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Writing Techniques in Rabbit Is Rich

This Study Guide consists of approximately 57 pages of chapter summaries, quotes, character analysis, themes, and more - everything you need to sharpen your knowledge of Rabbit Is Rich.
This section contains 568 words
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Techniques

Updike continues the use of the literary techniques he has employed in the previous Rabbit novels: the present tense, intricately detailed descriptions of even the most mundane scenes, a narrative uninterrupted by chapter markings. His use of the present tense gives the reader a sense of immediacy, an even stronger sense that we are living Harry's life along with him. In the closing scene of the novel, when Harry, who "resettles himself in one of his silverypink wing chairs," receives his granddaughter, the use of the present tense highlights his bittersweet emotions: "Teresa comes softly down the one step into his den and deposits into his lap what he has been waiting for. . . . Fortune's hostage, heart's desire, a granddaughter. His. Another nail in his coffin. His."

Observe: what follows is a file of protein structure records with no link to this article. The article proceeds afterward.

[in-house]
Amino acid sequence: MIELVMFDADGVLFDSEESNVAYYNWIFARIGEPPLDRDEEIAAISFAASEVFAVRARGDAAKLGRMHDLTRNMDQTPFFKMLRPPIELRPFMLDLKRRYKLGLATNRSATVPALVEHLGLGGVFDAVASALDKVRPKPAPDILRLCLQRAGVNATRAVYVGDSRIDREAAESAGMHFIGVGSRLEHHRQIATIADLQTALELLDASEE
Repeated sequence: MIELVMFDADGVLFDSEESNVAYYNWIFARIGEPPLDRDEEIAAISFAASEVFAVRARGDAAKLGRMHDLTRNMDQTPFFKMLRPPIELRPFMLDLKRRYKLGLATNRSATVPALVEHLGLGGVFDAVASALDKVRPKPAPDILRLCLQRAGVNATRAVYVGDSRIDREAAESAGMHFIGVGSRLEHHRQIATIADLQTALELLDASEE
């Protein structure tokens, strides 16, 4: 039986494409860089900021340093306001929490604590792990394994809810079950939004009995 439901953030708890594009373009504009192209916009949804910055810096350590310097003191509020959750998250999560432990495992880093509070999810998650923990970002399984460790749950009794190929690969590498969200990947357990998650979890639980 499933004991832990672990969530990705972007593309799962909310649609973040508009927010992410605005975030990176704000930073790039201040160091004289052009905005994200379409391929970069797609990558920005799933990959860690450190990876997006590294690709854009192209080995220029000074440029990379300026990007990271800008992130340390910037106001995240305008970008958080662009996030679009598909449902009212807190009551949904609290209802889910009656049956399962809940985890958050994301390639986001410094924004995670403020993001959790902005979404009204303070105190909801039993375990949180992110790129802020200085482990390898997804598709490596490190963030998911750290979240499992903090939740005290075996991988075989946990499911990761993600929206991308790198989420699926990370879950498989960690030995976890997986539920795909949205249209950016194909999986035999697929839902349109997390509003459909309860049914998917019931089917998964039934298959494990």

Updike's intricate descriptions, filtered through Harry's decidedly ineloquent consciousness, retain their ability to stun the reader. In this passage, Harry contemplates his failure...

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This section contains 568 words
(approx. 2 pages at 300 words per page)
Purchase our Rabbit Is Rich Study Guide
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Rabbit Is Rich from BookRags and Gale's For Students Series. ©2005-2006 Thomson Gale, a part of the Thomson Corporation. All rights reserved.
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